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I had a student ask today why Cramer's Rule works. That's the sort of question I love, but we didn't have time in class to work through it, so I thought I'd post the exploration of the question here. We'll consider the case of a system of two equations in two unknowns.

Cramer's Rule says that if you have a system written as follows:

ax + cy = e

bx + dy = f

Then we can find the values of x and y by evaluating the following determinants.

In case you're not familiar with determinants, we find the value of a 2 x 2 determinant by multiplying the numbers along the primary diagonal (top-left to bottom-right) and then subtracting the product of the other diagonal. Thus, this could be rewritten as follows:

So that's the form we're going to consider. Ideally, we'd like to show that given the system we started with, the solutions can be written in the form directly above.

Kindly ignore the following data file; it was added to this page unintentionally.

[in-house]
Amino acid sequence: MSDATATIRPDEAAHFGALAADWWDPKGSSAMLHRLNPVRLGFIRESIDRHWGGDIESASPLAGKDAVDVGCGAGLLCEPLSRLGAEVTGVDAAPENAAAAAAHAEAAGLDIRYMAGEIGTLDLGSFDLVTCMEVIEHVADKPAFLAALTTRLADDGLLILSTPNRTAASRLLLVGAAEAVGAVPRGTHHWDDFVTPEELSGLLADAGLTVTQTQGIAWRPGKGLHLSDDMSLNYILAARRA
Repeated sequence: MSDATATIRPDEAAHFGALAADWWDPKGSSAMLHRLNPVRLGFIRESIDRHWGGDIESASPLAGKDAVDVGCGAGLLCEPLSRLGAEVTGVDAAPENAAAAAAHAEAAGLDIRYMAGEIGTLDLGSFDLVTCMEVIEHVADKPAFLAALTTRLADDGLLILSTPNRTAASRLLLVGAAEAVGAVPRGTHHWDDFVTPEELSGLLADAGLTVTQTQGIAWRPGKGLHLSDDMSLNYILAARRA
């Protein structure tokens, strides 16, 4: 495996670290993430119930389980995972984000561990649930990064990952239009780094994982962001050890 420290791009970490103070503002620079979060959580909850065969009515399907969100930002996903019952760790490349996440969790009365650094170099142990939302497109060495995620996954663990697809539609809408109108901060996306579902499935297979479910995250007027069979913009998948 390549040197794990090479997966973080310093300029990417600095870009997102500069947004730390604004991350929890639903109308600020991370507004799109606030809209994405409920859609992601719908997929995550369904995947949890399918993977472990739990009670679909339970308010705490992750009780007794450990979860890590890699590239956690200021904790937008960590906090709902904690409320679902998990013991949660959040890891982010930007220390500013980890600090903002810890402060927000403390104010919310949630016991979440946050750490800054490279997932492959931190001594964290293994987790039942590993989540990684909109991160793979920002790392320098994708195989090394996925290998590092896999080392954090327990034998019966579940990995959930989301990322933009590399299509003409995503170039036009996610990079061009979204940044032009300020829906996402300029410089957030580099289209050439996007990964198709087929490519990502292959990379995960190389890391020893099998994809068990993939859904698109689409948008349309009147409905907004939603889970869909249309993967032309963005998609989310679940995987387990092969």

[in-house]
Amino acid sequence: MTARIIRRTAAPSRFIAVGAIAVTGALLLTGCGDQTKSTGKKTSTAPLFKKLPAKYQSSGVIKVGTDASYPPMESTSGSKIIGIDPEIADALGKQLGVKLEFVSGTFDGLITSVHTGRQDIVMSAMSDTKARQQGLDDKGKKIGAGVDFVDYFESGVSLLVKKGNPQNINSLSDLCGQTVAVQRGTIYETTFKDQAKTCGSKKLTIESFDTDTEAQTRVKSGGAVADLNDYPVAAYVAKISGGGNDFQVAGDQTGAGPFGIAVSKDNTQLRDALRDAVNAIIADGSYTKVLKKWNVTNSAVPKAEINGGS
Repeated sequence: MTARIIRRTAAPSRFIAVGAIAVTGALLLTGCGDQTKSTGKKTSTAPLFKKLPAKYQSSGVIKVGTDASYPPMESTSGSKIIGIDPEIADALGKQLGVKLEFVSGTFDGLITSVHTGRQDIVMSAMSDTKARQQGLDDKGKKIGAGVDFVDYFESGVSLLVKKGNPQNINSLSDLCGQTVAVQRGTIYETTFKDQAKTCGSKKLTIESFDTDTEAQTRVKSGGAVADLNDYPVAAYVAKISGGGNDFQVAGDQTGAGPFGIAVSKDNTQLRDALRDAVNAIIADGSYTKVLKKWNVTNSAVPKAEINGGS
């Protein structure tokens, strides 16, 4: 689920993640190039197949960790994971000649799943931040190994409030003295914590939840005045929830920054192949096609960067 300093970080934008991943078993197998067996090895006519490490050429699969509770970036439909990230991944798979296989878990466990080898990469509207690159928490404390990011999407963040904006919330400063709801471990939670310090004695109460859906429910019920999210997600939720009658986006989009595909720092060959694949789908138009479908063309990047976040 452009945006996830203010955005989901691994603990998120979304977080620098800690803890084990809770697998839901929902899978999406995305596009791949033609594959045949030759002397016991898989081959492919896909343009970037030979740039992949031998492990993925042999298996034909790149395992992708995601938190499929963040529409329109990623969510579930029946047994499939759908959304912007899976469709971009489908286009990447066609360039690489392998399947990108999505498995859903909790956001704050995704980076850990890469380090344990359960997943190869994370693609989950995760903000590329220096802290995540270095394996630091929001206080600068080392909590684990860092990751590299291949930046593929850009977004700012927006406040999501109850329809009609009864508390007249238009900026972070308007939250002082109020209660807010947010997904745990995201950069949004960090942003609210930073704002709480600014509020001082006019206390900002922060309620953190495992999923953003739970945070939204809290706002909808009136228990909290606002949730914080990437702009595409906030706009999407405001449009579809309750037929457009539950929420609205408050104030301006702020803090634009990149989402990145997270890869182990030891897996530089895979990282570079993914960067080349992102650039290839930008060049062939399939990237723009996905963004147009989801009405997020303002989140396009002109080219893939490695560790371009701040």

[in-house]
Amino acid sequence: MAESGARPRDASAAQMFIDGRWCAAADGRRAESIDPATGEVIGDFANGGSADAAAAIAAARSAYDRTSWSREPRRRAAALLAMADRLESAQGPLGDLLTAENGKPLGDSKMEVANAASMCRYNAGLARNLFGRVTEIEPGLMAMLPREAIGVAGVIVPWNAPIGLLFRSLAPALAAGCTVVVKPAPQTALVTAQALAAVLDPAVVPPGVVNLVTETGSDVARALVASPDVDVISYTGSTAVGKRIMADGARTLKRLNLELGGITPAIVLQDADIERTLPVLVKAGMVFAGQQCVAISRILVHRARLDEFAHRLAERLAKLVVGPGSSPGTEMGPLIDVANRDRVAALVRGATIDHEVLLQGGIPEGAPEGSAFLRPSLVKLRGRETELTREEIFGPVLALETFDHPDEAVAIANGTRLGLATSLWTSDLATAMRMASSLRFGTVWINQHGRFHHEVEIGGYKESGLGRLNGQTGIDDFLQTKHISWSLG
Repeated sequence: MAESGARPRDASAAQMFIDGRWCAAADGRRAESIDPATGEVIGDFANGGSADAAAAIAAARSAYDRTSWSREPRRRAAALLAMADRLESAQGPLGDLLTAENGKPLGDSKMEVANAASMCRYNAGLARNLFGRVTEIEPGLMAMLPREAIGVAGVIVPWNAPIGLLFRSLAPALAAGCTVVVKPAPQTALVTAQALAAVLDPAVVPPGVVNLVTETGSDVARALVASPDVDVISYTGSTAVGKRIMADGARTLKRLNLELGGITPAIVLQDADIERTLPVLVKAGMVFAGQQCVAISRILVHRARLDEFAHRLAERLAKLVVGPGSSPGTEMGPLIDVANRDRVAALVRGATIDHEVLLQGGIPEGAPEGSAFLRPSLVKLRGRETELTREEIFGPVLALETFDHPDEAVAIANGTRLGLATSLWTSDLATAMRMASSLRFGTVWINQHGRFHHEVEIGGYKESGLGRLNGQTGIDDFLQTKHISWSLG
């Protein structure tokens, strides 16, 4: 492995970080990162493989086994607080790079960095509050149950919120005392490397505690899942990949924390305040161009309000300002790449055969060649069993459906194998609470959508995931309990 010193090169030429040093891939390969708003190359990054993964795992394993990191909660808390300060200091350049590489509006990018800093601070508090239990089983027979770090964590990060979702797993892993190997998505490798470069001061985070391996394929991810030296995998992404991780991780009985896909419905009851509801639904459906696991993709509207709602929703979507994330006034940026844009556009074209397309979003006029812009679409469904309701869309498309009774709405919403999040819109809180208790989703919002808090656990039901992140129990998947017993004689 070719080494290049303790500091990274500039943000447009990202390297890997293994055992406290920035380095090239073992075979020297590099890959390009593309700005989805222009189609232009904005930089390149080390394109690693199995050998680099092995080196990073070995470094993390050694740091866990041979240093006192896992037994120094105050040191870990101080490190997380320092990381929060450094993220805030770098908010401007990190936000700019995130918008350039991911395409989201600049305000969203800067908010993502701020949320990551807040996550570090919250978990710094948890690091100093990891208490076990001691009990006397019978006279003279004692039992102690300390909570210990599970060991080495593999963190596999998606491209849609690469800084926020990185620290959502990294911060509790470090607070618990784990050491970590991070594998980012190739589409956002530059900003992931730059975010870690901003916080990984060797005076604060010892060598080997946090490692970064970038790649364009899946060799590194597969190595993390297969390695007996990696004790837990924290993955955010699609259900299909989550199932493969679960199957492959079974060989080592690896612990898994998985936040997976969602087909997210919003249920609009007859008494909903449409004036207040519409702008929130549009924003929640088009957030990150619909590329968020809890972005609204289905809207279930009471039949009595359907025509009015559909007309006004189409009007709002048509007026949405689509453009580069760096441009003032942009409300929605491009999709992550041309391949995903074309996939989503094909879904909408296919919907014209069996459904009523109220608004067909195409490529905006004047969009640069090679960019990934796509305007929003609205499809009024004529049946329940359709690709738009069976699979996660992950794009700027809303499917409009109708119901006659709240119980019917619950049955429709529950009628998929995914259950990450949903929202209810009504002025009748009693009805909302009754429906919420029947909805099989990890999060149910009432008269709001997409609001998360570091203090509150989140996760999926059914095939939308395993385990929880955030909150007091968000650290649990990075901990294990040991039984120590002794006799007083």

If you were solving a system of equations with numeric coefficients, you might find the least common multiple of the coefficients of x, and then figure out what you need to multiply each equation by in order to get those coefficients to cancel. Unfortunately, we don't have numeric coefficients, but we can still do this process. What is the LCM of a and b? Why, it's the product of a and b! So we'll multiply the first equation by b, and the second equation by -a:

bax + bcy = be -bax - ady = -af

Adding these two equations gives us

bcy - ady = be - af

y(bc - ad) = be - af (factor out y)

y = (be - af)/(bc - ad) (divide both sides by (bc + ad)

Now, that doesn't exacly match the result we expected, but if we multiply the top and the bottom by -1, we get:

y = (af - be)/(ad - bc)

That's only half of the problem, of course; we've shown that the "y" formula works; now we just need to show that the "x" formula works.

And you know what? We'd show it exactly the same way, except we'd start by eliminating y instead of x. I'll leave that to you to work out on your own. And, of course, once you've finished that, you can develop your own proof for systems of three equations in three unknowns!

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